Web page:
Eye For Film >> Movies >> Secret Sunshine (2007) Film Review
Reviewed by: Amber Wilkinson
It is unlikely you are going to see a more palpable portrayal of grief this year than Jeon Do-yeon's magnificent perfomance as Shin-ae in this Korean drama of the heart.
She moves with her son to the small town of Milyang, which means Secret Sunshine in Chinese, in an attempt to forge a new life for herself after the death of her husband. Her mantra, whenever anyone asks why she has moved from Seoul, is "My husband was born here."
On the first day in town, she strikes up a friendship with Jong-chan (Song Kang-ho), a soft-hearted garage mechanic, who falls for her hook, line and sinker. Just when you think this is the story of romance in unlikely circumstances, the film takes an abrupt and tragic turn. A single event sees Shin-ae face the abyss and darkness of an all-consuming grief.
The rest of the film is an exploration of this most raw of emotions and how a person deals, or doesn't deal, with it. The camerawork is straightforward and frequently mimics a documentary style, with long takes focussing on Shin-ae's breakdown. Also, it is at pains to look at the role of Christianity in South Korea, where around a quarter of the population now practice the religion. While holding back from ridiculing the faith, director Lee Chang-dong explores the role it has in helping people who find themselves emotionally on the edge, suggesting that any fire of hope has a biproduct of ash, as he picks at the notion of retribution and repentance to shattering effect.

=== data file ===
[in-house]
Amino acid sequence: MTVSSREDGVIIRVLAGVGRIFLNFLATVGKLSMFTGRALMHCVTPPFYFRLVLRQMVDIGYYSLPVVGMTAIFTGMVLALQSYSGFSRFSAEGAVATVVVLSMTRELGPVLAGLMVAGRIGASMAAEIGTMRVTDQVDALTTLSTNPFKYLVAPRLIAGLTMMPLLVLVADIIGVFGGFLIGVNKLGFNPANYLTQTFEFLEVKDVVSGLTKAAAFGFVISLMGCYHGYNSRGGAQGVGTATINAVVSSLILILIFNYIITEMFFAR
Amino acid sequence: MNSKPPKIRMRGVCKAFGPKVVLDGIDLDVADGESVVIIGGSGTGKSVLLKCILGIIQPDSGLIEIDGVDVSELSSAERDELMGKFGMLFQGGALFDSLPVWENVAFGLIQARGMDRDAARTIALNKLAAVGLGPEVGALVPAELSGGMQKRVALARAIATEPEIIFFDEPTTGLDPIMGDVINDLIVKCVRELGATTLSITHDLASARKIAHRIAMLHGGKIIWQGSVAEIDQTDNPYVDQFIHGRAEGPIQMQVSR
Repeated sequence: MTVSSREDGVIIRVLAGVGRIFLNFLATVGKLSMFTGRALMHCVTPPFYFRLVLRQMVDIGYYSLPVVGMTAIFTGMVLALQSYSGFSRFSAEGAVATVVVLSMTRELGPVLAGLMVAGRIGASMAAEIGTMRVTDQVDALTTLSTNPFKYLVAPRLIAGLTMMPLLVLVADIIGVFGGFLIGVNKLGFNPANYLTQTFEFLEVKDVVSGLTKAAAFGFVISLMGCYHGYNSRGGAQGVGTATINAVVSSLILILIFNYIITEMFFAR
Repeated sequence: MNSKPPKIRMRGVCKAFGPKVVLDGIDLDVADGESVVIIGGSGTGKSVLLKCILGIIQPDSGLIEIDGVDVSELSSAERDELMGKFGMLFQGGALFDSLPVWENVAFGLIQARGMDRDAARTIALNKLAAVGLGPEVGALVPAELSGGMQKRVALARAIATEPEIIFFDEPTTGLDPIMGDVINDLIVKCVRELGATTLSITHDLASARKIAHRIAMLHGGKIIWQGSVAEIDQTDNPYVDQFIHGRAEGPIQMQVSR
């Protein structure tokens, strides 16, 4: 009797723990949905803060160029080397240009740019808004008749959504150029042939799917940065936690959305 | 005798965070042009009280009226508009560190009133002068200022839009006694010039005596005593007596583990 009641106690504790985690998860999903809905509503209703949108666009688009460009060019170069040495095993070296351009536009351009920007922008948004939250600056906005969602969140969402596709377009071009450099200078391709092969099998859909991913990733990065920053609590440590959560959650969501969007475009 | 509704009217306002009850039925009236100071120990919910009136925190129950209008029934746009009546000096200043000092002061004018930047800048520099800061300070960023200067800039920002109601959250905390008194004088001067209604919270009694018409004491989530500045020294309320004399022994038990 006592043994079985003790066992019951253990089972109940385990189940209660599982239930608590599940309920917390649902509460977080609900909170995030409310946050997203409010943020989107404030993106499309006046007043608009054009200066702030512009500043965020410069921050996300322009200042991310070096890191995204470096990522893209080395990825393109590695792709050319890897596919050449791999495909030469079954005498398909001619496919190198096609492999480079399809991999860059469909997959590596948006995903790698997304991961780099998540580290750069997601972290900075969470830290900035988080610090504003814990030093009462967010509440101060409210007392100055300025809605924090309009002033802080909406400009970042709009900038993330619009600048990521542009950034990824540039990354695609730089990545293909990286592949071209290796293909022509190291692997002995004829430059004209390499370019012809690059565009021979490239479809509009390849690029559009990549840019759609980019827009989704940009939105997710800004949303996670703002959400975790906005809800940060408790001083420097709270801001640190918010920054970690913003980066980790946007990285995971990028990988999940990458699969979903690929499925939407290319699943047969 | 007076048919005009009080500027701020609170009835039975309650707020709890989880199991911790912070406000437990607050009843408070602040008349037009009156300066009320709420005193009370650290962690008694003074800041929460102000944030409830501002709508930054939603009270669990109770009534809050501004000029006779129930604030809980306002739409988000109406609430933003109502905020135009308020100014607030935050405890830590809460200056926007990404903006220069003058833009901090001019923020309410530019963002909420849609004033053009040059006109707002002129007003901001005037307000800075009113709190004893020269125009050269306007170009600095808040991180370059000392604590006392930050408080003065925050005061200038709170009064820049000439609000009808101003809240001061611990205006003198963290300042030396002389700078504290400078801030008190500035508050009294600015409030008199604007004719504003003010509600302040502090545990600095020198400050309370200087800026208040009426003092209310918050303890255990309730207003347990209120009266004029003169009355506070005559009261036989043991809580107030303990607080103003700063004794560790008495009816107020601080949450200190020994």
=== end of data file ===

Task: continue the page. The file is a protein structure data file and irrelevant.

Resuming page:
Chang-dong spent many years as a novelist before moving into film and Secret Sunshine certainly has a literary sweep to it, which isn't always to its advantage. Although there is no disputing the tour-de-force performance by Jeon, who won the best actress award at Cannes this year, the film is overlong. Shin-ae's religious epiphany is utterly convincing, but, as she increasingly questions her faith, the plot loses its initial tautness and begins to wobble. It is at this point that the story, which was initially exhileratingly unpredictable, begins to settle too neatly into a familiar groove.
As a novel, this long nighttime of the soul could more easily be explored. On film, Chang-dong expects an almost super-human effort from Jeon to keep us with the protagonist. That Jong-chan is permanently relegated to the role of comic relief, places even more reliance on her performance. The ending, too, in its ambiguity, sadly leaves the viewer as bereft of resolution as Shin-ae.Reviewed on: 02 Oct 2007
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